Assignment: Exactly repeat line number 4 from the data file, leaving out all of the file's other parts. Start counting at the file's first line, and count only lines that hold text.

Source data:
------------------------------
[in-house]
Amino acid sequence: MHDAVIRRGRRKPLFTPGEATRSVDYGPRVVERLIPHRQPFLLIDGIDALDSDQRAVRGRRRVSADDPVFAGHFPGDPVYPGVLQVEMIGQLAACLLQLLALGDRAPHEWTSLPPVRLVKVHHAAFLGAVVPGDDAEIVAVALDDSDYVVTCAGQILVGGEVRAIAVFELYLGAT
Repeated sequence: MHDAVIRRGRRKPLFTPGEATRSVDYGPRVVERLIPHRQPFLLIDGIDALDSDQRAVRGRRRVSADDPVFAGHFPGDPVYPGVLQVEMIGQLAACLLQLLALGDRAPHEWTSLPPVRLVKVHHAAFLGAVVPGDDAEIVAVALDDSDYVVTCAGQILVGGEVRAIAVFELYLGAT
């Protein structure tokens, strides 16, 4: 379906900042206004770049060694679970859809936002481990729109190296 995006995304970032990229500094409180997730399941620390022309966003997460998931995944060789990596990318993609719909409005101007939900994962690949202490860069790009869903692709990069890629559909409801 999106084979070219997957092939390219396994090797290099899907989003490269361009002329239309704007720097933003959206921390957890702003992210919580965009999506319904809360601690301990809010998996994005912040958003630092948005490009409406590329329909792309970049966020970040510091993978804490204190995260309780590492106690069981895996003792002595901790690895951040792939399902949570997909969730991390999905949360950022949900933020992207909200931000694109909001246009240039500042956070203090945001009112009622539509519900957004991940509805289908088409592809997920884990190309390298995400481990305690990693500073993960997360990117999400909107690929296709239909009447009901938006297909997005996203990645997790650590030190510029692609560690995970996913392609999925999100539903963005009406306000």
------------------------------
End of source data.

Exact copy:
């Protein structure tokens, strides 16, 4: 379906900042206004770049060694679970859809936002481990729109190296 995006995304970032990229500094409180997730399941620390022309966003997460998931995944060789990596990318993609719909409005101007939900994962690949202490860069790009869903692709990069890629559909409801 999106084979070219997957092939390219396994090797290099899907989003490269361009002329239309704007720097933003959206921390957890702003992210919580965009999506319904809360601690301990809010998996994005912040958003630092948005490009409406590329329909792309970049966020970040510091993978804490204190995260309780590492106690069981895996003792002595901790690895951040792939399902949570997909969730991390999905949360950022949900933020992207909200931000694109909001246009240039500042956070203090945001009112009622539509519900957004991940509805289908088409592809997920884990190309390298995400481990305690990693500073993960997360990117999400909107690929296709239909009447009901938006297909997005996203990645997790650590030190510029692609560690995970996913392609999925999100539903963005009406306000």